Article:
Sometimes it’s good to have a little historical perspective when reacting to the news of the day.
The Washington Post reported on Tuesday that President Donald Trump was working with the Pentagon to host a military parade in the District of Columbia after he was so impressed by France’s Bastille Day parade, which he witnessed in July.
“It was a tremendous day, and to a large extent because of what I witnessed, we may do something like that on July 4th in Washington down Pennsylvania Avenue,” Trump said last year, according to CNBC. “We’re going to have to try to top it, but we have a lot of planes going over and a lot of military might, and it was really a beautiful thing to see, and representatives from different wars and different uniforms.”
Numerous pundits immediately hit the administration with accusations of behaving like a dictatorial regime.
“We have a Napoleon in the making here,” said Rep. Jackie Speier, D-Calif.
Twitter was in rare form.
Regardless of the utility of a military parade, the practice is nothing new in American history. Though it’s been a while since a military parade has been hosted in Washington, D.C., it used to be far more common.
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Some of America’s first presidents attended military parades in the nation’s capital for the Fourth of July, including John Adams in 1798 (held in America’s then-capital of Philadelphia) and Thomas Jefferson in 1803 and 1804. Of course, these parades were much smaller than anything that could be expected today.
The largest military parade in American history was in 1865 at the close of the Civil War. To celebrate a Union victory over the Confederacy, President Andrew Johnson and Gen. Ulysses S. Grant presided over the Grand Review of the Armies in Washington, D.C., that included over 200,000 soldiers.
It was an impressive display of perhaps the greatest army ever assembled in the Western Hemisphere. Historian Ronald C. White called it a “never-to-be-forgotten sight” in his biography of Grant.
“Grant stood near the White House in a reviewing stand, which was festooned with star-studded flags inscribed ‘Shiloh,’ Vicksburg,’ and ‘Wilderness,’ watching his men,” White wrote.
Military parades continued to be thrown during and after World War I and World War II. The practice continued throughout the Cold War.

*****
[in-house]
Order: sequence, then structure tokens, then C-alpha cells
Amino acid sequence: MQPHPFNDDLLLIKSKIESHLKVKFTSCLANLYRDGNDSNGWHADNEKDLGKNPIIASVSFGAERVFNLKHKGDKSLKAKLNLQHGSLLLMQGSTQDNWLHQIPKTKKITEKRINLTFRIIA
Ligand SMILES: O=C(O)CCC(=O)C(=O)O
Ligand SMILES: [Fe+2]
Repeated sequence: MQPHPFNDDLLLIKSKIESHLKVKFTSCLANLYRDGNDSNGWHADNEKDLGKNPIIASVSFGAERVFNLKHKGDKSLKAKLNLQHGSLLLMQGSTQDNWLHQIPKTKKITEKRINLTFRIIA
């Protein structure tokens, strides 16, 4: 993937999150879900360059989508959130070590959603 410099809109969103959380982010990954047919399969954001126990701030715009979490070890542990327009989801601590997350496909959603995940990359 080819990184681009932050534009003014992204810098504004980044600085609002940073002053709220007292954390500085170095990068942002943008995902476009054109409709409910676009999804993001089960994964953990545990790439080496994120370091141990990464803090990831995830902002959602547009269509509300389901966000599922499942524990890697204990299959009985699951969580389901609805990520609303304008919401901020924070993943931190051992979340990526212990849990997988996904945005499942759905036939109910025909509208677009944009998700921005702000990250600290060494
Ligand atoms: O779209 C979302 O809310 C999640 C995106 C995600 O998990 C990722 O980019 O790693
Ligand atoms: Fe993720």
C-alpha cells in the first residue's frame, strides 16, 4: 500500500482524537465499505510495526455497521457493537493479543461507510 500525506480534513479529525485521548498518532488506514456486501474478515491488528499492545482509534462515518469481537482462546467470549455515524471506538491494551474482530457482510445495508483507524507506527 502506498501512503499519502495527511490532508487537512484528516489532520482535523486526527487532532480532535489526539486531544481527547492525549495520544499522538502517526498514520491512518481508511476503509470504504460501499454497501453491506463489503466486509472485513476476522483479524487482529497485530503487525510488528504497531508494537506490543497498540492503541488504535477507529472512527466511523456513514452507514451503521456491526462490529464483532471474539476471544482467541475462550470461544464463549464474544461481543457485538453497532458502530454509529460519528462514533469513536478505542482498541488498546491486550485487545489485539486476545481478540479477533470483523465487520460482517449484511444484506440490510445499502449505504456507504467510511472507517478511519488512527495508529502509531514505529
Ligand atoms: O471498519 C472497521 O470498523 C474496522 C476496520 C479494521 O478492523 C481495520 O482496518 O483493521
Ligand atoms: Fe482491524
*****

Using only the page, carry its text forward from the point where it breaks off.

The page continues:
In 1953, a military parade featuring tanks and an atomic cannon was held for President Dwight Eisenhower’s inauguration, a performance repeated in 1957.
Even President John F. Kennedy had a parade at his inauguration in 1961 that featured various military hardware, including nuclear warheads.
The military parades came to a halt during the Vietnam War as anti-military attitudes began to rise.
Unlike the case in previous conflicts, there was no national parade to welcome American soldiers home after fighting in Vietnam. Vietnam vets had to wait until 1982 to have one thrown in their honor, a muted affair due to the still lingering anti-military attitudes in the country.
The last military parade in Washington occurred in 1991 at the close of the first Gulf War in Iraq.
It was hosted as a sign of thanks to troops for a job well done and was seen as an important healing moment for the country and the military.
President George H.W. Bush delivered brief remarks at Arlington National Cemetery, saying:
We meet today to remember the men and women who gave their lives to their nation and to the ideal of freedom during Operation Desert Storm. All across America people celebrate our victory in that war, and there’s a new and wonderful feeling in America.
Though there have been requests to host a large military parade for returning Iraq and Afghanistan war veterans, the Pentagon never put one together.
Questions over the need for a large display of military might and how to deal with the logistical cost of such a venture are certainly up for debate. What isn’t debatable is the fact that demonstrations of this type are nothing new under the sun.
James Carafano, a national security and foreign policy expert at The Heritage Foundation, told The Daily Signal that there are clear differences between a military parade thrown by the U.S. and one thrown by an authoritarian regime.
“Democracies hold parades because they are proud of their armed forces and the role they play in defending freedom,” Carafano said. “Anyone who can’t tell the difference lacks a sense of proportionality and common sense.”
The fact is, military parades are a tradition as old as the republic.
Jarrett Stepman is an editor for The Daily Signal, where this article originally appeared.
Image: Wikimedia Commons